However, it’s imperative that you seek permission from your insurance carrier(s) before you offer continuing benefits. Insurance companies are under no obligation to maintain coverage and as an employer, you could end up being responsible for any claims employees make – potentially a very expensive mistake!

See also: An Employer’s Guide to the Employee Termination Process


5. Can employees take only some benefits?

Outside of a flexible benefits plan, employees must generally take all benefits offered through their employer’s plan in order to avoid anti-selection.  

If insurance companies allowed each employee to take only the benefits that they wanted, or felt they needed, costs would rise and the concept of insurance would break down. Furthermore, if an employer allowed an employee to waive coverage outside of their plan's provisions, and the employee required coverage down the road, the employer — and not the insurer — may be liable for future claims.

An employee may opt out of health and dental benefits if they have coverage through a spouse’s plan. This is known as coverage through spouse (CTS) and is part of the enrollment process.

If you offer a flex plan, you pre-select a menu of options ranging from basic to comprehensive coverage. Once a year, employees may select from the pre-packaged menu. Employees may not change their selection throughout the year, unless a life event occurs, such as marriage or the birth of a child.

In addition, many plans will only allow an employee to move up or down one category each year, and certain categories may require a multi-year commitment. In other words, if an employee chooses the most basic coverage in year one, they wouldn’t be able to jump three or four levels to the most comprehensive coverage the following year. Changes in flex coverage options must be scaled like rungs in a ladder.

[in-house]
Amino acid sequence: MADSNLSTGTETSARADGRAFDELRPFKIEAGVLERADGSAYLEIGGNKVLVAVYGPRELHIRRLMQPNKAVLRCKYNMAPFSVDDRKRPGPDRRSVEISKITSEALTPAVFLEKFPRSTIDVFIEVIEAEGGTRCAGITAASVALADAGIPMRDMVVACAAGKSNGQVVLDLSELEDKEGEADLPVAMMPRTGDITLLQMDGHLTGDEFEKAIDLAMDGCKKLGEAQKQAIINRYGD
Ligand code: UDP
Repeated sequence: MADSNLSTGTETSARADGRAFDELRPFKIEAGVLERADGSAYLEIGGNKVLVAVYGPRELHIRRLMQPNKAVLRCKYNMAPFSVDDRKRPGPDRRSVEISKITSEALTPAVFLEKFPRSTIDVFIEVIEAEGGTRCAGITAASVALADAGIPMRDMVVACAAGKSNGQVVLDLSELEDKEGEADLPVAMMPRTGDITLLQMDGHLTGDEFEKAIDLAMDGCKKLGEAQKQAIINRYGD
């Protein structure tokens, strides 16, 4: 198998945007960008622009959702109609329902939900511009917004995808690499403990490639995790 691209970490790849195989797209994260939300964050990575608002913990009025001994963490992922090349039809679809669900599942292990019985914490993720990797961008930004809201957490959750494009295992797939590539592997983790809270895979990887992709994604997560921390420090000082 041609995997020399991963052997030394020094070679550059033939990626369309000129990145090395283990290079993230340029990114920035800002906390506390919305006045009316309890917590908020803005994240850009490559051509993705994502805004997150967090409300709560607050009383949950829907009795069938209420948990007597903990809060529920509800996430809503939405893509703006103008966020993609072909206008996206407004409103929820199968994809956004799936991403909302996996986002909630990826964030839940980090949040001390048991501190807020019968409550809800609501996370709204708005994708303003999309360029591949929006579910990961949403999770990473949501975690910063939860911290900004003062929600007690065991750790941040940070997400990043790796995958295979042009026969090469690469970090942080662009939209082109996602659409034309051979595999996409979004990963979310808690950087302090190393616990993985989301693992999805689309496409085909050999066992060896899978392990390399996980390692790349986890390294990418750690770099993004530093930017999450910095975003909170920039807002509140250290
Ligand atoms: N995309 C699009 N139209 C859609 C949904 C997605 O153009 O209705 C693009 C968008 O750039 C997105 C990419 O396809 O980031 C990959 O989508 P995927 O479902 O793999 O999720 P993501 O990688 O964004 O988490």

6. Can an employee pay part, or all, of the benefit premiums?

In Canada, employers must pay at least 50% of the total benefit premium per employee.

  • If the employer is paying 100% of the premiums, any taxable benefits must be recorded on the employee's T4.
  • If employees are contributing to the cost, the most efficient method is to have their share cover any taxable benefits (Life Insurance, Accidental Death and Dismemberment, Critical Illness, non-taxable disability plans, and other benefits depending on province of residence).


7. How often can I make changes to the group benefits plan?

It’s possible to make changes – adding, enhancing, reducing, or removing benefits—throughout the benefit year. Contrary to popular belief, it’s not necessary to wait until the annual renewal. We recommend that changes be made in response to changing demographics among the employee group, or in response to changing usage patterns and benchmarking data.


8. Can employees on a Work Visa be added to a benefits plan?

Yes, although there may be restrictions associated with long-term disability benefits.



There you have it! We hope this blog has cleared up any confusion around changes to your plan resulting from parental leave, terminations, cost-sharing or flex plan arrangements. Do you have a question we didn’t address here? Let us know in the comments, and we’ll get back to you with some answers.


Next Step: